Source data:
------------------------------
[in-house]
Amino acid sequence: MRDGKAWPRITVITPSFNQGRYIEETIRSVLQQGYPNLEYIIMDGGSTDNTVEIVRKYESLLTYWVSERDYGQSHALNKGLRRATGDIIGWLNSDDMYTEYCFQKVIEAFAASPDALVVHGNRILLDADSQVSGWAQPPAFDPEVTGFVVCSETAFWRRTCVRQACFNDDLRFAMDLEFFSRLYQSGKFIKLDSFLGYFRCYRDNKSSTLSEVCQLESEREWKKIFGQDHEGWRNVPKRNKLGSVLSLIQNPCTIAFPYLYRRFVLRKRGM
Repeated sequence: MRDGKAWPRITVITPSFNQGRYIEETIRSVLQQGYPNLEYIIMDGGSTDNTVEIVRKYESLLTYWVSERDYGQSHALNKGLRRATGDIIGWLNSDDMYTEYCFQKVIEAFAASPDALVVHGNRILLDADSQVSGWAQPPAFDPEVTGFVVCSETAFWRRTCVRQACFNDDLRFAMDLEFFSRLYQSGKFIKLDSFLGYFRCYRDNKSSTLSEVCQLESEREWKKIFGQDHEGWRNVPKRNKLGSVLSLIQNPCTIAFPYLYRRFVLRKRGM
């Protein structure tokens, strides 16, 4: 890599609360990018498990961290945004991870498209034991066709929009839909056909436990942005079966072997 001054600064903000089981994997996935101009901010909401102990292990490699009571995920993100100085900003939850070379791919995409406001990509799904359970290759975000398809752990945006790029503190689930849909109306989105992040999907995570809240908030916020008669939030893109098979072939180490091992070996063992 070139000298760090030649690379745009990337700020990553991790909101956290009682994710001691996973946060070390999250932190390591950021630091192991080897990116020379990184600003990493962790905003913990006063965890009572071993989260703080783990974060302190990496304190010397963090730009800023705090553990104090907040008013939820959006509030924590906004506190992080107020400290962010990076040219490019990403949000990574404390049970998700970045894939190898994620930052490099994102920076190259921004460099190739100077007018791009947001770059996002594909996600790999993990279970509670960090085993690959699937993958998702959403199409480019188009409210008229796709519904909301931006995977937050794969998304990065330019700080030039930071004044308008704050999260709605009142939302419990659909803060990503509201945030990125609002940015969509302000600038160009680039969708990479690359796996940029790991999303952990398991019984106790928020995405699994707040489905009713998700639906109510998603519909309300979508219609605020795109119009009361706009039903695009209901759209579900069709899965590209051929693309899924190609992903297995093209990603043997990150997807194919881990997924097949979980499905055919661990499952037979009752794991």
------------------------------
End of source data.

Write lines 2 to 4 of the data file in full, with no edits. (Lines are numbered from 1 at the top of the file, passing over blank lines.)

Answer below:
Amino acid sequence: MRDGKAWPRITVITPSFNQGRYIEETIRSVLQQGYPNLEYIIMDGGSTDNTVEIVRKYESLLTYWVSERDYGQSHALNKGLRRATGDIIGWLNSDDMYTEYCFQKVIEAFAASPDALVVHGNRILLDADSQVSGWAQPPAFDPEVTGFVVCSETAFWRRTCVRQACFNDDLRFAMDLEFFSRLYQSGKFIKLDSFLGYFRCYRDNKSSTLSEVCQLESEREWKKIFGQDHEGWRNVPKRNKLGSVLSLIQNPCTIAFPYLYRRFVLRKRGM
Repeated sequence: MRDGKAWPRITVITPSFNQGRYIEETIRSVLQQGYPNLEYIIMDGGSTDNTVEIVRKYESLLTYWVSERDYGQSHALNKGLRRATGDIIGWLNSDDMYTEYCFQKVIEAFAASPDALVVHGNRILLDADSQVSGWAQPPAFDPEVTGFVVCSETAFWRRTCVRQACFNDDLRFAMDLEFFSRLYQSGKFIKLDSFLGYFRCYRDNKSSTLSEVCQLESEREWKKIFGQDHEGWRNVPKRNKLGSVLSLIQNPCTIAFPYLYRRFVLRKRGM
């Protein structure tokens, strides 16, 4: 890599609360990018498990961290945004991870498209034991066709929009839909056909436990942005079966072997 001054600064903000089981994997996935101009901010909401102990292990490699009571995920993100100085900003939850070379791919995409406001990509799904359970290759975000398809752990945006790029503190689930849909109306989105992040999907995570809240908030916020008669939030893109098979072939180490091992070996063992 070139000298760090030649690379745009990337700020990553991790909101956290009682994710001691996973946060070390999250932190390591950021630091192991080897990116020379990184600003990493962790905003913990006063965890009572071993989260703080783990974060302190990496304190010397963090730009800023705090553990104090907040008013939820959006509030924590906004506190992080107020400290962010990076040219490019990403949000990574404390049970998700970045894939190898994620930052490099994102920076190259921004460099190739100077007018791009947001770059996002594909996600790999993990279970509670960090085993690959699937993958998702959403199409480019188009409210008229796709519904909301931006995977937050794969998304990065330019700080030039930071004044308008704050999260709605009142939302419990659909803060990503509201945030990125609002940015969509302000600038160009680039969708990479690359796996940029790991999303952990398991019984106790928020995405699994707040489905009713998700639906109510998603519909309300979508219609605020795109119009009361706009039903695009209901759209579900069709899965590209051929693309899924190609992903297995093209990603043997990150997807194919881990997924097949979980499905055919661990499952037979009752794991």